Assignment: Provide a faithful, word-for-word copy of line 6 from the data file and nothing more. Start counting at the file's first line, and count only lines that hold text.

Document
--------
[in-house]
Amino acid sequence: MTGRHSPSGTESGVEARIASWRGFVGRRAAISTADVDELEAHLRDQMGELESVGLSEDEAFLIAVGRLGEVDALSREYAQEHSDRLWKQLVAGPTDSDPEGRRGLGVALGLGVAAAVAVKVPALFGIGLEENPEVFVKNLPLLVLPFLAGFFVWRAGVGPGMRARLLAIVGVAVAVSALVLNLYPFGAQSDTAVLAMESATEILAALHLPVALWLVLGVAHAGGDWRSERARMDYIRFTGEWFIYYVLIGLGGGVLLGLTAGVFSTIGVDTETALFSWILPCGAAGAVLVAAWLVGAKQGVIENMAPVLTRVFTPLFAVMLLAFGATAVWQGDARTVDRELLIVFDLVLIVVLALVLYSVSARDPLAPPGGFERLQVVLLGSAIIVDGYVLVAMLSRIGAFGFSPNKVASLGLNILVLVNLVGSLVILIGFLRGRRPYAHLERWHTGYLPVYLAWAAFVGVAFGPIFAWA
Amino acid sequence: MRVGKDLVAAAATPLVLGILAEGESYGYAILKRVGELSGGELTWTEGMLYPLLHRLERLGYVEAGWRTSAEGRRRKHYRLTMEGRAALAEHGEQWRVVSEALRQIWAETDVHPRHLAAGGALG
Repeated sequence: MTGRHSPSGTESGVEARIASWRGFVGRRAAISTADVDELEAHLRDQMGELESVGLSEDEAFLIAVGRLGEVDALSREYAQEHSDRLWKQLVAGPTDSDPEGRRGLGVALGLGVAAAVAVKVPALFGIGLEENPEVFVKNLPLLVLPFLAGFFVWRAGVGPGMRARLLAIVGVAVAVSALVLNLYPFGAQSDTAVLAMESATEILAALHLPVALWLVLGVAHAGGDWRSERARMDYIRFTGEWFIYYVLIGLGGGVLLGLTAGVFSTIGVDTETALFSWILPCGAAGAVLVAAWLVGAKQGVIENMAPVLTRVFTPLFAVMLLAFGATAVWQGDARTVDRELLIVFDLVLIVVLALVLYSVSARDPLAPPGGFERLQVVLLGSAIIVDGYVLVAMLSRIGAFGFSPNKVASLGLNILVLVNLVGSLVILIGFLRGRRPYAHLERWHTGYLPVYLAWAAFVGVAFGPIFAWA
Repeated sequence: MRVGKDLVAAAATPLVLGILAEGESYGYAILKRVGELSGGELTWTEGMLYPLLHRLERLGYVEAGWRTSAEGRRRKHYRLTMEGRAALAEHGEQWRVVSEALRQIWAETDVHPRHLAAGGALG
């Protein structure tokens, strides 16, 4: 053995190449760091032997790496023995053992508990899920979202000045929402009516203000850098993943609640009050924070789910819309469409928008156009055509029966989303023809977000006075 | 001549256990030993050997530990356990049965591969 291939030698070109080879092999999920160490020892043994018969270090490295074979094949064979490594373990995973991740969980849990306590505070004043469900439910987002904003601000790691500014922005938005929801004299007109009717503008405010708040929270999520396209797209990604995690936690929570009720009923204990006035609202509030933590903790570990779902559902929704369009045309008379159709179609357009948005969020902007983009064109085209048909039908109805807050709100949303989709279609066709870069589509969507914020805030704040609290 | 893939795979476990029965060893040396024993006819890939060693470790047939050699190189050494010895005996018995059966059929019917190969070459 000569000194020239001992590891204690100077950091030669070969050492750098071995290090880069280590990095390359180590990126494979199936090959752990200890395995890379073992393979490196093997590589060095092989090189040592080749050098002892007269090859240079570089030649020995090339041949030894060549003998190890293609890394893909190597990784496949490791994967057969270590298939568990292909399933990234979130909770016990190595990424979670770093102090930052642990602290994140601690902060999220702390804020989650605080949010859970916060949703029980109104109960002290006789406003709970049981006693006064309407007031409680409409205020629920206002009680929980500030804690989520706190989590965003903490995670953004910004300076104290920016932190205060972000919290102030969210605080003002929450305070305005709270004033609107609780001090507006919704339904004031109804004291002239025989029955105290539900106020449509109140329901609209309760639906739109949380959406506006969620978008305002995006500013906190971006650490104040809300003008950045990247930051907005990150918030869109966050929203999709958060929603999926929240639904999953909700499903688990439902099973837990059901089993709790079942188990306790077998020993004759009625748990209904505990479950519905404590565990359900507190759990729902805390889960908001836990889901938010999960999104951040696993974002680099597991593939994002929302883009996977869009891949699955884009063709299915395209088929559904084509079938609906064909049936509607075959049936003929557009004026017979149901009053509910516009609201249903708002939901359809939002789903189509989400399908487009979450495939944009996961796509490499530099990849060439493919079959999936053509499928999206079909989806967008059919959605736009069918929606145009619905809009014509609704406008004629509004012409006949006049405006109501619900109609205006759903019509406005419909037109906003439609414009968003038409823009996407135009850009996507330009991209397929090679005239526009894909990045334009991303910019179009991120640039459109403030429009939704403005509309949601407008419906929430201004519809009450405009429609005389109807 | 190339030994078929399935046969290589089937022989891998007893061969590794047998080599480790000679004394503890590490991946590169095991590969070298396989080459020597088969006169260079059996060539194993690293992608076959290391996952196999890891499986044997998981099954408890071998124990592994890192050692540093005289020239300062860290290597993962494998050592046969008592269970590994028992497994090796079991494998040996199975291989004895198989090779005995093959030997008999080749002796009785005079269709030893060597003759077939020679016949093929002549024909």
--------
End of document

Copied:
């Protein structure tokens, strides 16, 4: 053995190449760091032997790496023995053992508990899920979202000045929402009516203000850098993943609640009050924070789910819309469409928008156009055509029966989303023809977000006075 | 001549256990030993050997530990356990049965591969 291939030698070109080879092999999920160490020892043994018969270090490295074979094949064979490594373990995973991740969980849990306590505070004043469900439910987002904003601000790691500014922005938005929801004299007109009717503008405010708040929270999520396209797209990604995690936690929570009720009923204990006035609202509030933590903790570990779902559902929704369009045309008379159709179609357009948005969020902007983009064109085209048909039908109805807050709100949303989709279609066709870069589509969507914020805030704040609290 | 893939795979476990029965060893040396024993006819890939060693470790047939050699190189050494010895005996018995059966059929019917190969070459 000569000194020239001992590891204690100077950091030669070969050492750098071995290090880069280590990095390359180590990126494979199936090959752990200890395995890379073992393979490196093997590589060095092989090189040592080749050098002892007269090859240079570089030649020995090339041949030894060549003998190890293609890394893909190597990784496949490791994967057969270590298939568990292909399933990234979130909770016990190595990424979670770093102090930052642990602290994140601690902060999220702390804020989650605080949010859970916060949703029980109104109960002290006789406003709970049981006693006064309407007031409680409409205020629920206002009680929980500030804690989520706190989590965003903490995670953004910004300076104290920016932190205060972000919290102030969210605080003002929450305070305005709270004033609107609780001090507006919704339904004031109804004291002239025989029955105290539900106020449509109140329901609209309760639906739109949380959406506006969620978008305002995006500013906190971006650490104040809300003008950045990247930051907005990150918030869109966050929203999709958060929603999926929240639904999953909700499903688990439902099973837990059901089993709790079942188990306790077998020993004759009625748990209904505990479950519905404590565990359900507190759990729902805390889960908001836990889901938010999960999104951040696993974002680099597991593939994002929302883009996977869009891949699955884009063709299915395209088929559904084509079938609906064909049936509607075959049936003929557009004026017979149901009053509910516009609201249903708002939901359809939002789903189509989400399908487009979450495939944009996961796509490499530099990849060439493919079959999936053509499928999206079909989806967008059919959605736009069918929606145009619905809009014509609704406008004629509004012409006949006049405006109501619900109609205006759903019509406005419909037109906003439609414009968003038409823009996407135009850009996507330009991209397929090679005239526009894909990045334009991303910019179009991120640039459109403030429009939704403005509309949601407008419906929430201004519809009450405009429609005389109807 | 190339030994078929399935046969290589089937022989891998007893061969590794047998080599480790000679004394503890590490991946590169095991590969070298396989080459020597088969006169260079059996060539194993690293992608076959290391996952196999890891499986044997998981099954408890071998124990592994890192050692540093005289020239300062860290290597993962494998050592046969008592269970590994028992497994090796079991494998040996199975291989004895198989090779005995093959030997008999080749002796009785005079269709030893060597003759077939020679016949093929002549024909």